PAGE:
He said a little more muscle might help with blocking and scoring from the red zone, areas he could improve on. He scored only three receiving touchdowns last season - two in the regular season and one in the postseason - although he could have had one more if not for his dubious Monday night faux pas against Dallas.
However, despite the added mass and lots of chicken and pasta, Jackson, who is 5-foot-10, said he still weighed 175 pounds.
"I eat everything," he said. "When I say I eat everything, I eat whatever is put in front of my face. I'm not a big, fat guy so I don't have to watch what I eat."
Jackson did watch the off-season rumor mill. He is an acquaintance of Anquan Boldin, Braylon Edwards and Chad Ocho Cinco (Chad Johnson) - all veteran receivers that have been linked to the Eagles - but didn't contact any of them to gossip.
"It probably would have been a great addition to our offense with me being the one receiver and their having a little more experience," Jackson said. "But it didn't work out, and we got Jeremy."
That would be Jeremy Maclin. Jackson said he was driving when the Eagles traded up to take the Missouri receiver with the 19th pick. A few friends called to let him know. His initial reaction: "That's cool. I hope he can come in and help out."
Some have compared the two, but Maclin, at 6-0 and 198 pounds, is bigger. Jackson is faster. That doesn't mean there won't be competition for playing time, or that Jackson won't view Maclin the same way veterans Kevin Curtis, Jason Avant, Hank Baskett and Reggie Brown viewed Jackson last year.
If Maclin "is good like everybody is saying and he comes in and puts it in," there is going to be competition, Jackson said. "Going from college to the NFL, you have to prove yourself. If he just proves himself . . . then definitely."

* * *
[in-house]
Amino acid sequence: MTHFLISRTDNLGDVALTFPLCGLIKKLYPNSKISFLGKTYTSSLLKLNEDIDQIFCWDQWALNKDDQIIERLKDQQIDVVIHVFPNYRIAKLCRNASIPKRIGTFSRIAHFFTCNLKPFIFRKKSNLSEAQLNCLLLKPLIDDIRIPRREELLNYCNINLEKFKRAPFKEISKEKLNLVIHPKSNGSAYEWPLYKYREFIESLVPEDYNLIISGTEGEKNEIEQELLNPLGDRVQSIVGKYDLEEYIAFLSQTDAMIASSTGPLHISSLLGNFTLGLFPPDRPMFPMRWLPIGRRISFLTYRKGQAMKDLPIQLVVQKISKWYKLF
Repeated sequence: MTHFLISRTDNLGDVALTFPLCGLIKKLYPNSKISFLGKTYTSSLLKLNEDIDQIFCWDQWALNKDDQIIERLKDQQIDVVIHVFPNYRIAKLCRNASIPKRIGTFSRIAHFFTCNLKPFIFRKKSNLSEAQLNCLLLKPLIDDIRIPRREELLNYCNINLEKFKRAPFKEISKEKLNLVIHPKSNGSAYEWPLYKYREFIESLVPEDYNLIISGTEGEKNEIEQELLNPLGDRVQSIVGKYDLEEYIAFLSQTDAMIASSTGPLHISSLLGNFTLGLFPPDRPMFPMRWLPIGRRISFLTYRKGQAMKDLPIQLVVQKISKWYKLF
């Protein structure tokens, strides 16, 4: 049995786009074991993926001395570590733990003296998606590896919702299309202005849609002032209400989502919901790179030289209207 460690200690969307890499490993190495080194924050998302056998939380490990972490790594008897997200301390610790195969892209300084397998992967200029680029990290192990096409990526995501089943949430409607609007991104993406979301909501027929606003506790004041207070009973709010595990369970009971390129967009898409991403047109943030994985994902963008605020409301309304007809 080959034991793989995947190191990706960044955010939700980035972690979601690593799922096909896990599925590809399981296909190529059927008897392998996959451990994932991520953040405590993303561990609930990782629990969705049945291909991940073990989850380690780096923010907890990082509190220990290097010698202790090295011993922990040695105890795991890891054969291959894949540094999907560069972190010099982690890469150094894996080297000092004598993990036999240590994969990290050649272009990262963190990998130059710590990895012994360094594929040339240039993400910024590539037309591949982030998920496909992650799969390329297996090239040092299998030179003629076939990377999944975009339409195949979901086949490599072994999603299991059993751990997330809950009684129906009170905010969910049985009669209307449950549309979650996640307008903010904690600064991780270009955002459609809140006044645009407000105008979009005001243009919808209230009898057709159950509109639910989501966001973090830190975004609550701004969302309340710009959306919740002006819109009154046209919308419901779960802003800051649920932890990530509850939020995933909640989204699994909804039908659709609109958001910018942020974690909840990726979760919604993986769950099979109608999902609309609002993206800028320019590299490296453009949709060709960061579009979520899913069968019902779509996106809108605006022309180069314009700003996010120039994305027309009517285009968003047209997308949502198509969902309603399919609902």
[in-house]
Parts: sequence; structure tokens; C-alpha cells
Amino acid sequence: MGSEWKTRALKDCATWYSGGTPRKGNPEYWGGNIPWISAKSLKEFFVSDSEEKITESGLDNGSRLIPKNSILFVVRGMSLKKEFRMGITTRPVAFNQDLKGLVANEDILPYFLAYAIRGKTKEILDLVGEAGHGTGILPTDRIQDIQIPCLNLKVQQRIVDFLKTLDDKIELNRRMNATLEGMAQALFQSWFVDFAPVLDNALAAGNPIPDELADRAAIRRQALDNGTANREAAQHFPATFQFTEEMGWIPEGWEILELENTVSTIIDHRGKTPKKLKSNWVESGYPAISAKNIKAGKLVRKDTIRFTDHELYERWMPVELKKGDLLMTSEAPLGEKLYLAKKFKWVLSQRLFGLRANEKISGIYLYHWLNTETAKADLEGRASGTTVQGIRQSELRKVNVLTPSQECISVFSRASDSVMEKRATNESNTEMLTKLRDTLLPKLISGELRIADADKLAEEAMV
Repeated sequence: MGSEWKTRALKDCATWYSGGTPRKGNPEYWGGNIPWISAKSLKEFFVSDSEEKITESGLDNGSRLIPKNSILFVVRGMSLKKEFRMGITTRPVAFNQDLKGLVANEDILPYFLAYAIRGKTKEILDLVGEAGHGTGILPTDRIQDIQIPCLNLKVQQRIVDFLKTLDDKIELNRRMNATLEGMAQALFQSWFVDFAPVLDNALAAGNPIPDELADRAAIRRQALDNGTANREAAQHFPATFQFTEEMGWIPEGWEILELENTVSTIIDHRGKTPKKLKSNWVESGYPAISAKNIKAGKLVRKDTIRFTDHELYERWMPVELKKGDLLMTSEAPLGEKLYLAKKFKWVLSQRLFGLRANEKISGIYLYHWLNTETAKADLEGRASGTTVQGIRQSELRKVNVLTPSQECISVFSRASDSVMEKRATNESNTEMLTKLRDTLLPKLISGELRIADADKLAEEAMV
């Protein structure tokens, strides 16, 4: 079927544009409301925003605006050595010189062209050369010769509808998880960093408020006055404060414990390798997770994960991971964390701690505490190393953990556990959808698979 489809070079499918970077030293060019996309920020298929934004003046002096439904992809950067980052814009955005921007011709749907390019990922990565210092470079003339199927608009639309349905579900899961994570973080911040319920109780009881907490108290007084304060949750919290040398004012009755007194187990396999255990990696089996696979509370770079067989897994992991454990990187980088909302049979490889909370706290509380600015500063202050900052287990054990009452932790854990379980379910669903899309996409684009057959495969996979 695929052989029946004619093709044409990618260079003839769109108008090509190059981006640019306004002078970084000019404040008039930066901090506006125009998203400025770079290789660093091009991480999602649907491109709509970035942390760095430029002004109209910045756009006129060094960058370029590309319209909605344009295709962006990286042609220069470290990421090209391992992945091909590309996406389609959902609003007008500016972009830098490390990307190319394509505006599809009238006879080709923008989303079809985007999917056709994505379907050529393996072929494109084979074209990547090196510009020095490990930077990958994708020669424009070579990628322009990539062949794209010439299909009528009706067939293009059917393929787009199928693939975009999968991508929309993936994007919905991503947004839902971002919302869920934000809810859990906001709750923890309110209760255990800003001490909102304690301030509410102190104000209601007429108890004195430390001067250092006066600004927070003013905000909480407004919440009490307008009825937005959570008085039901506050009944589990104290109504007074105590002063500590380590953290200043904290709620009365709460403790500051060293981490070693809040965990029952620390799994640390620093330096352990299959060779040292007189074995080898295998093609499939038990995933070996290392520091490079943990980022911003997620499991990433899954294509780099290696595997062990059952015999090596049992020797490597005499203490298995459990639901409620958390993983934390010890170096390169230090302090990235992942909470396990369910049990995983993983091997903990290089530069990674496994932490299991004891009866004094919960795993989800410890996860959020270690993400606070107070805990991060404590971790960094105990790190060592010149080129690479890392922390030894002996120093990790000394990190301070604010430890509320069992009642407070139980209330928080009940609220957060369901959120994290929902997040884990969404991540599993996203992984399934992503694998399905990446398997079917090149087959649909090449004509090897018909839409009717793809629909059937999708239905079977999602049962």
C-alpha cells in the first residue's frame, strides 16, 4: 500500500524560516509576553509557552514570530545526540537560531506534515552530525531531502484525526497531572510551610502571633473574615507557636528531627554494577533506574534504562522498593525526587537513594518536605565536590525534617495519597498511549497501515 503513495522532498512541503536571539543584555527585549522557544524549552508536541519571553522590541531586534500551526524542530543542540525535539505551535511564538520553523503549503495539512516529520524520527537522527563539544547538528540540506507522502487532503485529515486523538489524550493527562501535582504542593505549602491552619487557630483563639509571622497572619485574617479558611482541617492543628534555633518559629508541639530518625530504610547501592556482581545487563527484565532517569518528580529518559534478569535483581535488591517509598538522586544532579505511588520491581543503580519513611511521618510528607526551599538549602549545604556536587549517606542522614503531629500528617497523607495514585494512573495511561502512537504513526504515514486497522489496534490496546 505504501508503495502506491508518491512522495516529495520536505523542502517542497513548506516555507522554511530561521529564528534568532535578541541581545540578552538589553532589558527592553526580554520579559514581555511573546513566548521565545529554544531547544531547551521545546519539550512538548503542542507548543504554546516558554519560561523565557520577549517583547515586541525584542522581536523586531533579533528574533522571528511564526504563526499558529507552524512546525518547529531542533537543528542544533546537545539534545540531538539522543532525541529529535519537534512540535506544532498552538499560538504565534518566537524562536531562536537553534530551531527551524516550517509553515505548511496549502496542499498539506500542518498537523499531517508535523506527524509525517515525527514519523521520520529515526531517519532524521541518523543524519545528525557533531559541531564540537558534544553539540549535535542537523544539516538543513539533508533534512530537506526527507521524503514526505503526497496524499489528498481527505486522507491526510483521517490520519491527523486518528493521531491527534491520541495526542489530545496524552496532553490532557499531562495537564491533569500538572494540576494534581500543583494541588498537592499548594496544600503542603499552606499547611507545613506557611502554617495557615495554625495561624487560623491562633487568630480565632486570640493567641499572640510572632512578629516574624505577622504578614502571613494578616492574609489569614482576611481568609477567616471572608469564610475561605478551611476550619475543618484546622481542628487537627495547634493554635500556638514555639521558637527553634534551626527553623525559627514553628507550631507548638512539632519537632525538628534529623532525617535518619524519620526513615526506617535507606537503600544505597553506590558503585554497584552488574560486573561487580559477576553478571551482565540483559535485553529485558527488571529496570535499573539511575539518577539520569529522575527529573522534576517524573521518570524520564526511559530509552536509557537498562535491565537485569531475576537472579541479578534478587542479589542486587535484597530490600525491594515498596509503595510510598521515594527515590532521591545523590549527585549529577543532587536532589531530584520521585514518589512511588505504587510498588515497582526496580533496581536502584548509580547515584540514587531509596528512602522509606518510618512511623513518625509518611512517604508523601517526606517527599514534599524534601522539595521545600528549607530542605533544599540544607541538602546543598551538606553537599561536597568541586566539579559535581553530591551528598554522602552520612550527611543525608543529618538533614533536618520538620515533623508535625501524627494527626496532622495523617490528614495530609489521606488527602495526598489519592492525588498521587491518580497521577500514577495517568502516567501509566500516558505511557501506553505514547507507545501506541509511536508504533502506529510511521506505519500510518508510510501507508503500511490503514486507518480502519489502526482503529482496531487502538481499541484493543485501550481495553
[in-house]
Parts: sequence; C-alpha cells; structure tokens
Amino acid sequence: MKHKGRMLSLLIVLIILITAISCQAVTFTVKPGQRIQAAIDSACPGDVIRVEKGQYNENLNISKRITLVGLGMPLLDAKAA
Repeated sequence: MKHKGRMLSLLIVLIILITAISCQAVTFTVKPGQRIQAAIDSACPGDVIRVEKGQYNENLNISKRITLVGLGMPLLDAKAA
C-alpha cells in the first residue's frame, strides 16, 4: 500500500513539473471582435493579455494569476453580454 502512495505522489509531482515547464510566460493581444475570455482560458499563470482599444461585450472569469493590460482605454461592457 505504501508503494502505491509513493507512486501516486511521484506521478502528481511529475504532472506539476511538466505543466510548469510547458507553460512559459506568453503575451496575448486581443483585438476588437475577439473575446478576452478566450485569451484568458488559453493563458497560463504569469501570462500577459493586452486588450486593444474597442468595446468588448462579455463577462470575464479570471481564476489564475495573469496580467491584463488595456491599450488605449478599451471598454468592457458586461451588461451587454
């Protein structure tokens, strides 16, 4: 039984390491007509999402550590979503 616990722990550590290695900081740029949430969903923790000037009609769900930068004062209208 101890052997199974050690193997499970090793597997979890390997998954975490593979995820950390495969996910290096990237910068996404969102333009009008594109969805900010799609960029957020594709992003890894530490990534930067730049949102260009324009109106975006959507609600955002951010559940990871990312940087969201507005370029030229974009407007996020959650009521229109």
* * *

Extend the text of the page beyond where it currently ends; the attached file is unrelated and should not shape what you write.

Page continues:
Maclin, along with cornerback Ellis Hobbs, could also take some of Jackson's punt-returning responsibilities.
"I'm not going to retire; I'm not going to give it up," said Jackson, who averaged 8.8 yards a return last season and took back one punt for a touchdown. "I'm just going to keep on working at it. But whatever it is [the coaches] think, that's what I'm going to do."
As Maclin said, "I'm playing with the guy, not against him."
Jackson's stall in the locker room has already become frequently sought out, by reporters, teammates and rookies. During one interview, running back LeSean McCoy leaned over Jackson's shoulder and grabbed his lotion.
"Stop messing with my lotion!" Jackson barked.
McCoy laughed, sat down next to Maclin, and shared the ointment with his fellow rookie.
"Now I need two new ones!" Jackson joked.
A few moments later, his tone turned serious when he was asked if his father's plight had followed him back to Philadelphia.
"It motivates me to come back here and just get away from it, and just try to stop and think about it on an everyday basis," Jackson said. "Just do something I love, which is playing football. It's not going to go nowhere because it's my dad. It's just a tough situation. I'm fighting for him."